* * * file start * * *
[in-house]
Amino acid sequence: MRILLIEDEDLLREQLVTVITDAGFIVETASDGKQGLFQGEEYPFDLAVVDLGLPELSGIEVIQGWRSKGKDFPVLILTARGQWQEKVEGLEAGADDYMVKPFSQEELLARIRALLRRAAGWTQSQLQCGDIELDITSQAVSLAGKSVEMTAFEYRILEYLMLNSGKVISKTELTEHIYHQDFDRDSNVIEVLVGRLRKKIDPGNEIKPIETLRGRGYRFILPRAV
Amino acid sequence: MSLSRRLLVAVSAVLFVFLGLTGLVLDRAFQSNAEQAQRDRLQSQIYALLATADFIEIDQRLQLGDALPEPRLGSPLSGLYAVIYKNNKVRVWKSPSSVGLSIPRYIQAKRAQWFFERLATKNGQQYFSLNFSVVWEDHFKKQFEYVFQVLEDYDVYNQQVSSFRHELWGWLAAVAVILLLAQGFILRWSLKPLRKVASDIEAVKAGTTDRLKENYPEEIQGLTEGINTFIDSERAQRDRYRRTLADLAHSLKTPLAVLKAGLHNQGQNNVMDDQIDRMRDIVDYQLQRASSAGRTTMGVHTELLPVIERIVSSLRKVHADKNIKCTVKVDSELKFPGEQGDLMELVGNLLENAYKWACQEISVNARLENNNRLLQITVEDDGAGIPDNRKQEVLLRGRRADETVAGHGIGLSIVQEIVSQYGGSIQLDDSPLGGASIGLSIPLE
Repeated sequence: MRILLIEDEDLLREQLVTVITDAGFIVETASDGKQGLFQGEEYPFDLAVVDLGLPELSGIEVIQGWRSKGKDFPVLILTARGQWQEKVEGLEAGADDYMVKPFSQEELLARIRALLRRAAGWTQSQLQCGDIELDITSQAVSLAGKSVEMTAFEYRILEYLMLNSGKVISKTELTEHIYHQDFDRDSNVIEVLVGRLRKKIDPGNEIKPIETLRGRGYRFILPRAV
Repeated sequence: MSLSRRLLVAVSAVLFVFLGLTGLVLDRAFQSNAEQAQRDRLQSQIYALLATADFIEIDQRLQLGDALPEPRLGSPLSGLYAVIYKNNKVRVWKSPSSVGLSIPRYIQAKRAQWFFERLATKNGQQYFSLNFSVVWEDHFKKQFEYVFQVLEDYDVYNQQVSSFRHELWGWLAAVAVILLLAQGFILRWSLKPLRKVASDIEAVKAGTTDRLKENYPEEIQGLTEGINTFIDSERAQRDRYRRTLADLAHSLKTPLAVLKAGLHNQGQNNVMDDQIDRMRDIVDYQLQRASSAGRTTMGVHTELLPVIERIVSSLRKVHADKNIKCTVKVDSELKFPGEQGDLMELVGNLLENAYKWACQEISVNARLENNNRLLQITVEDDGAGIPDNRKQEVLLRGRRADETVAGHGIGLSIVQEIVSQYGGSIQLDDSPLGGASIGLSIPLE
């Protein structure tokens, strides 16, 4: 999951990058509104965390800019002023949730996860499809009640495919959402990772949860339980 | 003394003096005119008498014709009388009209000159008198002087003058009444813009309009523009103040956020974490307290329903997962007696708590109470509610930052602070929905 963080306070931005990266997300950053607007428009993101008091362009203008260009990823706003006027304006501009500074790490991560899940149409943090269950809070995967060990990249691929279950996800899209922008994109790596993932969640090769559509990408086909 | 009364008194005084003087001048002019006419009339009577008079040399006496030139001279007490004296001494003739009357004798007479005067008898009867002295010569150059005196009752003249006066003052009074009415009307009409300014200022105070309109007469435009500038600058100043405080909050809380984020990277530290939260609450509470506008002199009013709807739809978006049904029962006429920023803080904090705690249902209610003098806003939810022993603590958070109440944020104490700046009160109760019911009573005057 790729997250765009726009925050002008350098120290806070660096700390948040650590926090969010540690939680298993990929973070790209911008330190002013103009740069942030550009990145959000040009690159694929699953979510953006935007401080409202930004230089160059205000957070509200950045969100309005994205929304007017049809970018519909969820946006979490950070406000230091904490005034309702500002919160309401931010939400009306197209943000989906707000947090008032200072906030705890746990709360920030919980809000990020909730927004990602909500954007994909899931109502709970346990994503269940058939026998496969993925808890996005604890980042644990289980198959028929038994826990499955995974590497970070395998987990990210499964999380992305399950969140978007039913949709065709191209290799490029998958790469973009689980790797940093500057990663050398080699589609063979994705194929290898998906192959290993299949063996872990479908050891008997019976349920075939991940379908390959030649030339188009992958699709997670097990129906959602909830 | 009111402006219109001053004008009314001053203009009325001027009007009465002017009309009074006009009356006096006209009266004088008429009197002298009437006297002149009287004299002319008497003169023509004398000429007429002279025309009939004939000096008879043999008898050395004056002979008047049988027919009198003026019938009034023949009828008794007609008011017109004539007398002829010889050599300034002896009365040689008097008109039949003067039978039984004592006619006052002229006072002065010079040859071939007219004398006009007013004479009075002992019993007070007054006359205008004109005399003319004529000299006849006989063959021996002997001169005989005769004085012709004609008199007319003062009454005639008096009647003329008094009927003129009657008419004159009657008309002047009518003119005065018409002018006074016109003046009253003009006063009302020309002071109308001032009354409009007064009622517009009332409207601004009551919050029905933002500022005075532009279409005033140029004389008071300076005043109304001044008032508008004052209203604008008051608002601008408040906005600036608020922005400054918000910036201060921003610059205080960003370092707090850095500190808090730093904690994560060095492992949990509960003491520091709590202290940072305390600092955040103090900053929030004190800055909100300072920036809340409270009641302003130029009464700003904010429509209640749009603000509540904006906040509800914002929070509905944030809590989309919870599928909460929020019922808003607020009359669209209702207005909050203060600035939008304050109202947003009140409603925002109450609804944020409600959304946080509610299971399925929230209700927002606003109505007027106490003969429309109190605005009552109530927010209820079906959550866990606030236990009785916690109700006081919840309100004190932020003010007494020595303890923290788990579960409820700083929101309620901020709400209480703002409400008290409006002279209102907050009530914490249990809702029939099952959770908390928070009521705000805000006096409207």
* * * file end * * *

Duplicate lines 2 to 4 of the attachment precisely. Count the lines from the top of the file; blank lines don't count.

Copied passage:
Amino acid sequence: MRILLIEDEDLLREQLVTVITDAGFIVETASDGKQGLFQGEEYPFDLAVVDLGLPELSGIEVIQGWRSKGKDFPVLILTARGQWQEKVEGLEAGADDYMVKPFSQEELLARIRALLRRAAGWTQSQLQCGDIELDITSQAVSLAGKSVEMTAFEYRILEYLMLNSGKVISKTELTEHIYHQDFDRDSNVIEVLVGRLRKKIDPGNEIKPIETLRGRGYRFILPRAV
Amino acid sequence: MSLSRRLLVAVSAVLFVFLGLTGLVLDRAFQSNAEQAQRDRLQSQIYALLATADFIEIDQRLQLGDALPEPRLGSPLSGLYAVIYKNNKVRVWKSPSSVGLSIPRYIQAKRAQWFFERLATKNGQQYFSLNFSVVWEDHFKKQFEYVFQVLEDYDVYNQQVSSFRHELWGWLAAVAVILLLAQGFILRWSLKPLRKVASDIEAVKAGTTDRLKENYPEEIQGLTEGINTFIDSERAQRDRYRRTLADLAHSLKTPLAVLKAGLHNQGQNNVMDDQIDRMRDIVDYQLQRASSAGRTTMGVHTELLPVIERIVSSLRKVHADKNIKCTVKVDSELKFPGEQGDLMELVGNLLENAYKWACQEISVNARLENNNRLLQITVEDDGAGIPDNRKQEVLLRGRRADETVAGHGIGLSIVQEIVSQYGGSIQLDDSPLGGASIGLSIPLE
Repeated sequence: MRILLIEDEDLLREQLVTVITDAGFIVETASDGKQGLFQGEEYPFDLAVVDLGLPELSGIEVIQGWRSKGKDFPVLILTARGQWQEKVEGLEAGADDYMVKPFSQEELLARIRALLRRAAGWTQSQLQCGDIELDITSQAVSLAGKSVEMTAFEYRILEYLMLNSGKVISKTELTEHIYHQDFDRDSNVIEVLVGRLRKKIDPGNEIKPIETLRGRGYRFILPRAV